• Jewelweed vinegar — I learned this remedy from my friend Tina Marie Wilcox who uses it to repel biting insects in the Ozarks. Infuse jewelweed (Impatiens capensis) in organic apple cider vinegar and add insect-repellent essential oils, if desired. I spray it on poison ivy and bug bites and apply it before going into the woods.
• Rub raw garlic cloves on small scrapes and cuts for its antiseptic properties.
• Chocolate — Whether your injury is physical or emotional, the natural serotonin in dark chocolate will help make you feel better and take your mind off the injury for a moment.
Dried Herbs to Have on Hand
I keep these to make herbal infusions. Use them regularly, and replace with fresh herbs every year.
• Chamomile soothes, relieves stress and aids digestion.
• Comfrey — use ground root and/or leaves externally as a poultice for bruises, sprains or strains and bone injuries.
• Lemon balm soothes the digestive tract and helps aid relaxation and sleep.
• Milky oats — the seeds of this plant increase vitality and make a good-tasting tea to relieve stress and anxiety.
• Peppermint and spearmint soothe the stomach and freshen breath.
• Sage makes a good mouth and throat gargle.
Comfort and Soothe with Tea Blends
Prepackaged teas are available for a variety of specific conditions (names in italic are formulas available in stores), or you can blend your own teas at home. Unused teas should be replaced yearly.
• Colds and lung ailments — Gypsy Cold Care, elder, mullein, yarrow
• Digestion — mint, fennel
• Nerve sedatives — chamomile, hops, lemon balm, passionflower, valerian
• Sore throats — Throat Coat, slippery elm, ginger, cherry bark, licorice
• Constipation — Smooth Move, slippery elm, senna, ground flaxseed
Pack Powdered Herbs
Powdered herbs can be packed in capsules, used in poultices or dissolved in tea. Use mixtures within a year.
• Echinacea boosts the immune system and helps speed recovery from colds and flu.
• Slippery elm soothes sore throats, scalded tongues or mouth, digestive complaints or constipation.
• Powdered Goldenseal root is prepared in poultices for infections and abscesses; do not use for more than 2 to 3 weeks at a time as it can irritates mucous membranes.
• Cayenne is a warming, stimulating powder that is good for the circulation and the heart, as well as digestion and congestion. Use sparingly because of its potent heat.
• Use powdered, dried Yarrow leaves on cuts to stop bleeding and to disinfect wounds. Rosemary Gladstar recommends placing a pinch in the nose to stop a nosebleed.
Take these Tinctures
In my experience, tinctures act much more quickly than powdered herbs in capsules. Most are made with alcohol and should not be given to children, but you can purchase alcohol-free tinctures or prepare them at home.
• Echinacea and goldenseal bolster the immune system and fight infection.
• Ashwaganda promotes well being; good for low energy.
• Kava-kava in coconut milk is good for calming stress and anxiety. It allows the body to relax while the mind stays alert. The coconut milk makes it taste delicious and the fat in the coconut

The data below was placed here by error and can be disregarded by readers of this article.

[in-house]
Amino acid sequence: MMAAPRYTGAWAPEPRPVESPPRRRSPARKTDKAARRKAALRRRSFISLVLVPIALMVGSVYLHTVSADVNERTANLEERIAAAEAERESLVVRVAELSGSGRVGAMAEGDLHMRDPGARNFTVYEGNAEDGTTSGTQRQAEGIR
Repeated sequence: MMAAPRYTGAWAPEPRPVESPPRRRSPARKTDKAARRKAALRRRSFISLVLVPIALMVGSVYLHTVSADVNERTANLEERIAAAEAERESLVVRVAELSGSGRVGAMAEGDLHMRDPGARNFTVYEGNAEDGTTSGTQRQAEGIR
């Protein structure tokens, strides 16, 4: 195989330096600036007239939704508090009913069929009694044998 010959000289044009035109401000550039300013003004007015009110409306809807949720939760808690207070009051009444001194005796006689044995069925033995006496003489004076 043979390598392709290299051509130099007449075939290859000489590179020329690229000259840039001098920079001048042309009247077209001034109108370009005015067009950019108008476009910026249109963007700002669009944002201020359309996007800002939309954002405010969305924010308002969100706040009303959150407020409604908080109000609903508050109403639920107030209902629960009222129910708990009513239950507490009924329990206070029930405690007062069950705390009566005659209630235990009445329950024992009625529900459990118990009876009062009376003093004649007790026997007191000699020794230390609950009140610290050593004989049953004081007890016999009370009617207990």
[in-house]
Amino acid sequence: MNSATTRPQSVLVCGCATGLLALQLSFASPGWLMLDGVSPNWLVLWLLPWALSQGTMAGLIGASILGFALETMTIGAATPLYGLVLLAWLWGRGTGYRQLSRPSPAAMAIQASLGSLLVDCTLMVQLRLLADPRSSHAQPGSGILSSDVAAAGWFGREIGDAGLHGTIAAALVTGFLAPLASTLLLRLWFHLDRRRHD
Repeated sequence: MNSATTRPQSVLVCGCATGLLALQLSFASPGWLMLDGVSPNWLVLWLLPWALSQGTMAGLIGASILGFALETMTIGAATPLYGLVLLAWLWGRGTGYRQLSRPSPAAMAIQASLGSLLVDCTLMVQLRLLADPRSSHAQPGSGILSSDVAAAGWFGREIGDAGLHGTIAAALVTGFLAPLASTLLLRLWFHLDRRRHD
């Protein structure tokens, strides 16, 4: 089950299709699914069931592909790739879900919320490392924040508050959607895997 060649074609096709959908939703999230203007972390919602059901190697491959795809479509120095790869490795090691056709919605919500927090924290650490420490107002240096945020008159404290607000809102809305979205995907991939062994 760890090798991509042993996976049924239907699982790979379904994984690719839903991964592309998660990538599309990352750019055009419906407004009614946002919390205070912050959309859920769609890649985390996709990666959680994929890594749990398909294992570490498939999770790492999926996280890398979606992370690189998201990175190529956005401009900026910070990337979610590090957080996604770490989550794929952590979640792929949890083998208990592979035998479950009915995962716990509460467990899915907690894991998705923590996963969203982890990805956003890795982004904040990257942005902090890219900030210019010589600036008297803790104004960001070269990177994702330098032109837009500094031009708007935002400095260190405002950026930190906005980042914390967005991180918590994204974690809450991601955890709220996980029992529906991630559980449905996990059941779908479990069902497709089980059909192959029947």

milk helps the body to more readily absorb the kava.
• Crampbark alleviates menstrual cramps.
• Valerian promotes relaxation; reduces insomnia, stress and tension; and relieves aches and pains. Note: Valerian may have the opposite reaction in some individuals — do not use if you feel agitated or uneasy after trying it.
Really Essential Oils
Don’t use essential oils directly on the skin. Dilute them in a carrier oil, such as jojoba or olive oil. Be sure your essential oils are pure oils and not synthetically made.
• Lavender relieves pain, burns and bee stings and is superb in the bath and in aromatherapy treatments for relaxation.
• Tea tree has antiseptic, antibiotic and antifungal properties. It is well-suited for wounds, insect bites, rashes and for cleansing purposes. A skin test is recommended before using.
• Add eucalyptus to baths to relieve achy muscles or cold and flulike symptoms; use it for a steam inhalation to alleviate coughs and congestion; mix into insect repellents.
• Thyme has antimicrobial and antiseptic properties and is good for cleaning bites and stings. Add it to bathwater to soothe muscle aches and those associated with colds and flu. It also treats bad breath and infections of the mouth.
Other Healing Oils
The following are carrier oils, or oils blended with herbs or essential oils that are used for specific ailments.
• Arnica oil is for bruises and muscle aches.
• Castor oil is used for swelling and contusions, to pull out toxins; it will stain clothing and skin.
• Mullein flower oil is for earaches.
• Calendula oil soothes most minor skin irritations. It also regenerates cell growth.
The information here is not intended to treat, diagnose or prescribe. Contact your health-care practitioner if you have questions, if you are on prescription drugs, or if you are pregnant or nursing.
Susan Belsinger is a frequent Herb Companion contributor and a long-time user of natural medicine. Contact her at www.herbcompanion.com/contributors.